Wednesday, November 14, 2012

Pre-Thanksgiving revivals

Hey all. Mike here, with my first revival list in a while. Life and Mother Nature interfered in this regard, though I feel very lucky that a few down trees that surprisingly DIDN'T take down power lines was the worst thing to happen to me. Very lucky indeed. Best I can do at this precise moment is offer some relief in terms of some unique film choices. About as diverse a list as I can cough up at the moment.

At a late date like this, I would probably have a list covering the entire month of November. But considering how crowded the last ten days of November will be in terms of revival options, and how some of that will overlap into early December, best for me to give a small list for the next week or so. Here we go:

COCKSUCKER BLUES with S-8 Footage from Exile From Main Street- Thurs Nov 15 at 7- MOMA- 11 W. 53rd Street- Part of the Rolling Stones onscreen retrospective at MOMA. I won't post many film from this series I'm afraid. I've done Gimme Shelter once before at MOMA, Performance isn't playing at a time I can do, and most of the other screenings are ones that I'm massively indifferent toward.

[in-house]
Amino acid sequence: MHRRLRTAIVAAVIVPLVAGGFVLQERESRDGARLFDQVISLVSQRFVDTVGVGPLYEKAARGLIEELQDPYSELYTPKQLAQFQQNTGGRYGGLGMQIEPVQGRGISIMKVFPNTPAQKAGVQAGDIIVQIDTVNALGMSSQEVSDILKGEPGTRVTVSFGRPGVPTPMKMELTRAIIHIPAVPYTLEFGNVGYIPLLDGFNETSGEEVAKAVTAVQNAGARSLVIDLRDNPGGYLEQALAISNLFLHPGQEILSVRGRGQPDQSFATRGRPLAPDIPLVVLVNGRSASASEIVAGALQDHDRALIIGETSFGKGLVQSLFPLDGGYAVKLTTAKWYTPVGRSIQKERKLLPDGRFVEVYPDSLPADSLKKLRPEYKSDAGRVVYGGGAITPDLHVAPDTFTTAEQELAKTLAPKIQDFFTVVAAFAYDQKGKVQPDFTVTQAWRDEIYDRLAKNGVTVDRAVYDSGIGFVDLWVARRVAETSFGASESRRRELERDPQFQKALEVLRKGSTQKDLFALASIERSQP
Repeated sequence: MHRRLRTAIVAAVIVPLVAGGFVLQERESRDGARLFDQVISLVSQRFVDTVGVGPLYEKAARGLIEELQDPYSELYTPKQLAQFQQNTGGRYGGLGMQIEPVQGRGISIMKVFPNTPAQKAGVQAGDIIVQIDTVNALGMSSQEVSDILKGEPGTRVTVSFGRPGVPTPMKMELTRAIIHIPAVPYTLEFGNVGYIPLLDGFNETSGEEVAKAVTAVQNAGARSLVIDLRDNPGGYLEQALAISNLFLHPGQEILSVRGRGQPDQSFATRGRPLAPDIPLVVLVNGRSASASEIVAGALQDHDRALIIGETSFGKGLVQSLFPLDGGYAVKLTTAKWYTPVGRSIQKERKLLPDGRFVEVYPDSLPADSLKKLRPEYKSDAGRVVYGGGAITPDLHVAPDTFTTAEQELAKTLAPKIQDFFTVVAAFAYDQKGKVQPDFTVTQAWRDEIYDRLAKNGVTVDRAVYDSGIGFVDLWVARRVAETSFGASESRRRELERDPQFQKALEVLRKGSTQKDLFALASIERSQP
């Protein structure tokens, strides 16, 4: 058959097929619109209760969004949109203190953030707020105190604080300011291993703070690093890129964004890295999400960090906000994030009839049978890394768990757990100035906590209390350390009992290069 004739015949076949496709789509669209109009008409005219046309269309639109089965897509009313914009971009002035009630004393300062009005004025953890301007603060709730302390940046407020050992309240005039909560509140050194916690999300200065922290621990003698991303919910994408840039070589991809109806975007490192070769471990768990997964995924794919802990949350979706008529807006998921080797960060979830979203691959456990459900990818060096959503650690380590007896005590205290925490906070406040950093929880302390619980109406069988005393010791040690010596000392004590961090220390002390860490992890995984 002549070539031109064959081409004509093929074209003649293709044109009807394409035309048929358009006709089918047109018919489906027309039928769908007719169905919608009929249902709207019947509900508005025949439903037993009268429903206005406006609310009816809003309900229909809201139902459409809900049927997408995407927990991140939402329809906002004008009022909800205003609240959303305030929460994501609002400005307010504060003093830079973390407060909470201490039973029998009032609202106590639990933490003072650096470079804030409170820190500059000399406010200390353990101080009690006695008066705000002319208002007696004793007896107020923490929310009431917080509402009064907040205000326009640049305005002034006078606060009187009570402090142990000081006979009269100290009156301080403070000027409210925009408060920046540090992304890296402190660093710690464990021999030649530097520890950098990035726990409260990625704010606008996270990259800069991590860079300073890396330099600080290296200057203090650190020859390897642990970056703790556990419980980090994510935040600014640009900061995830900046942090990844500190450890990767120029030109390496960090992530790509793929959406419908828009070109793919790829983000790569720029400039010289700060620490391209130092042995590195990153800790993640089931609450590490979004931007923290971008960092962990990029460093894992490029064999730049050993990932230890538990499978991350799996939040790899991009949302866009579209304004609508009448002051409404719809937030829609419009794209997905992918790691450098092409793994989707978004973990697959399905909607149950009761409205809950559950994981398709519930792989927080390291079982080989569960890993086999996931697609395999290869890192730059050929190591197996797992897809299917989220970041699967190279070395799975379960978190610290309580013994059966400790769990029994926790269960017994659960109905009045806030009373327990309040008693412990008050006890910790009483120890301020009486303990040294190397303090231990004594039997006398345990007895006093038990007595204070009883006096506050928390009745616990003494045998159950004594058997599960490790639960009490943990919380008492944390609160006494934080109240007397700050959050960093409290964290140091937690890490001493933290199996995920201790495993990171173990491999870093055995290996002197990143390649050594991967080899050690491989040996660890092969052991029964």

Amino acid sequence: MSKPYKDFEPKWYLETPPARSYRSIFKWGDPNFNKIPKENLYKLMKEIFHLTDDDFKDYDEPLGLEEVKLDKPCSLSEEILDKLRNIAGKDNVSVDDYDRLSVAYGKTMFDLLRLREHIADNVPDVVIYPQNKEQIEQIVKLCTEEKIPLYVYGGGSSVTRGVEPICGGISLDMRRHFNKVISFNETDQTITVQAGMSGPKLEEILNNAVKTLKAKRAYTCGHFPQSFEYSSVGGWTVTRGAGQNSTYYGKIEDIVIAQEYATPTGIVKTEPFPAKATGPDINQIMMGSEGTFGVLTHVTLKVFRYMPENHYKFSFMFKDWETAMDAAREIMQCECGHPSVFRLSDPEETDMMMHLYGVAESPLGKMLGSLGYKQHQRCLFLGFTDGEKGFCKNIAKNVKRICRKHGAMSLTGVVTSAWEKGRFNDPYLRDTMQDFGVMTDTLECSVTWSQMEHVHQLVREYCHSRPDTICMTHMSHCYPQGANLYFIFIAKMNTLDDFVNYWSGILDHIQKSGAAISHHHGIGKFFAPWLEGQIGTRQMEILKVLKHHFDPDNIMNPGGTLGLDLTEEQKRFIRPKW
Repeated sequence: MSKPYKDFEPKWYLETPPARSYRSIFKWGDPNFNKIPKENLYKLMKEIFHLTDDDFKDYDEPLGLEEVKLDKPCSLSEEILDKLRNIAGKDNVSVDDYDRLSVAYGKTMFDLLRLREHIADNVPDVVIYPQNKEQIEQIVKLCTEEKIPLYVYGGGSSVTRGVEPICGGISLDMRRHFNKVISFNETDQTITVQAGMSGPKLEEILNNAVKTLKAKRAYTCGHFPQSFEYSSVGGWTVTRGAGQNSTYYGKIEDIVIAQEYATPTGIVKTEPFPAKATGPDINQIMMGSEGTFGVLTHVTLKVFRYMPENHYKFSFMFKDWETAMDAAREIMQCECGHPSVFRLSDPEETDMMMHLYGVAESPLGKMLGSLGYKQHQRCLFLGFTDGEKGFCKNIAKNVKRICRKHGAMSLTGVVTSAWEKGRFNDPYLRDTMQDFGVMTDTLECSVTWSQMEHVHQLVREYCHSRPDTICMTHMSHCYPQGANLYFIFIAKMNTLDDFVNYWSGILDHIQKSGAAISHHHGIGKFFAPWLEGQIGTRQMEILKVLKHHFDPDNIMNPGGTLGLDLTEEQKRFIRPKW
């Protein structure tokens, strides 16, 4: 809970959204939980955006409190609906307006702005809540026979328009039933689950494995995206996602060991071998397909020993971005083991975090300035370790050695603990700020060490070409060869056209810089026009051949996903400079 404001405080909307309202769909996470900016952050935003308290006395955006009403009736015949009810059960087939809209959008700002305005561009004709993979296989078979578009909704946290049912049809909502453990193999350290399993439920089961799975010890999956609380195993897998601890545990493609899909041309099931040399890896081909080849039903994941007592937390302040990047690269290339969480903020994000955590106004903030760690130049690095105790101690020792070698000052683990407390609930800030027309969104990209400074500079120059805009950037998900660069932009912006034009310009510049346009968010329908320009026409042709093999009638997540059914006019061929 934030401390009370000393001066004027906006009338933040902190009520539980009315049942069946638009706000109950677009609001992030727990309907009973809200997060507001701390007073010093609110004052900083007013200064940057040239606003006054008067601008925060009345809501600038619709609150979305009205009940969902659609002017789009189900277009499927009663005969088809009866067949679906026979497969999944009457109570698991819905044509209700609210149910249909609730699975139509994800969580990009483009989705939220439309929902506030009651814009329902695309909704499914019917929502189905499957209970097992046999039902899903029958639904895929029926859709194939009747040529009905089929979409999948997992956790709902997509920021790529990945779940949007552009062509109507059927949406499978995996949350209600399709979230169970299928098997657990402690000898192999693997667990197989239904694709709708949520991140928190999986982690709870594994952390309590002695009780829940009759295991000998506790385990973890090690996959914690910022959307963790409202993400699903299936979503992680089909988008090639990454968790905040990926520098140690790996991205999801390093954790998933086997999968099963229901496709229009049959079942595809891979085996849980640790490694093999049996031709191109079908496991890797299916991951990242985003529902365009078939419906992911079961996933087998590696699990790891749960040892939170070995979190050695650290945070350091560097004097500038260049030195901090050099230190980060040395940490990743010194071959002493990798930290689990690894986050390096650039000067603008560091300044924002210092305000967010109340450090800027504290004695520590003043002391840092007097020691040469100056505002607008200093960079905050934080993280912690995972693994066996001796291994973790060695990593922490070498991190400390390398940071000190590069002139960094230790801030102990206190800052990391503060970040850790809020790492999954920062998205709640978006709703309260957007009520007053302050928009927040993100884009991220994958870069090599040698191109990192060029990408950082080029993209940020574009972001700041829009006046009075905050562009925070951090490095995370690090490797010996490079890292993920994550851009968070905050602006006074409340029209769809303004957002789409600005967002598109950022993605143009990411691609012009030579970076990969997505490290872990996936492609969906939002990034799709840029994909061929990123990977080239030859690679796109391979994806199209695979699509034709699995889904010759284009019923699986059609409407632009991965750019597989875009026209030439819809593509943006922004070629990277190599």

Cocksucker Blues: a rare screening of The Rolling Stones concert film, when they were touring in North America for the first time since the concert at Altamont (as depicted in Gimme Shelter). The film takes a no-holds barred look at what the Stones did on tour, on and off stage. Arguably, it captures the debauchery of the band at it's highest. It was the off stage antics that led to a clash between the Stones and director Robert Frank over whether the film can be screened or not. It lead to an unusual court ruling, where it was decided that the film can only be screened if the director is physically present. So I suppose director Frank will be at this screening on Thursday. As for more about the film itself, here's a description from the Anthology Film Archives's website when they screened this on November 9th, 2008: